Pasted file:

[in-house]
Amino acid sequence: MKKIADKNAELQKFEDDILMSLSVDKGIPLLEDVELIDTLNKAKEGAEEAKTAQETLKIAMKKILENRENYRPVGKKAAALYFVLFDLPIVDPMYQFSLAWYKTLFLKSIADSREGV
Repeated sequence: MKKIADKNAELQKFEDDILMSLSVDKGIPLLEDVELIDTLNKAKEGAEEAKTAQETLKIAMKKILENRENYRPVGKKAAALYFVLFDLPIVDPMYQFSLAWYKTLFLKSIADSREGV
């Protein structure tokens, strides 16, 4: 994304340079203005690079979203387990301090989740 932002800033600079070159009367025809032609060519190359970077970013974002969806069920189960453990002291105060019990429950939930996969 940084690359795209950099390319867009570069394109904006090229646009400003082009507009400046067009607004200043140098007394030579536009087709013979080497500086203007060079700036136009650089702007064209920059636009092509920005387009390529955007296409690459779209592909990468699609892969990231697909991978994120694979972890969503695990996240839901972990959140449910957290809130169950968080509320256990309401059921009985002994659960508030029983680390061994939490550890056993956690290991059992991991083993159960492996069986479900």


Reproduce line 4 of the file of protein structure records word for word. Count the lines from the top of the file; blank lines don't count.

């Protein structure tokens, strides 16, 4: 994304340079203005690079979203387990301090989740 932002800033600079070159009367025809032609060519190359970077970013974002969806069920189960453990002291105060019990429950939930996969 940084690359795209950099390319867009570069394109904006090229646009400003082009507009400046067009607004200043140098007394030579536009087709013979080497500086203007060079700036136009650089702007064209920059636009092509920005387009390529955007296409690459779209592909990468699609892969990231697909991978994120694979972890969503695990996240839901972990959140449910957290809130169950968080509320256990309401059921009985002994659960508030029983680390061994939490550890056993956690290991059992991991083993159960492996069986479900």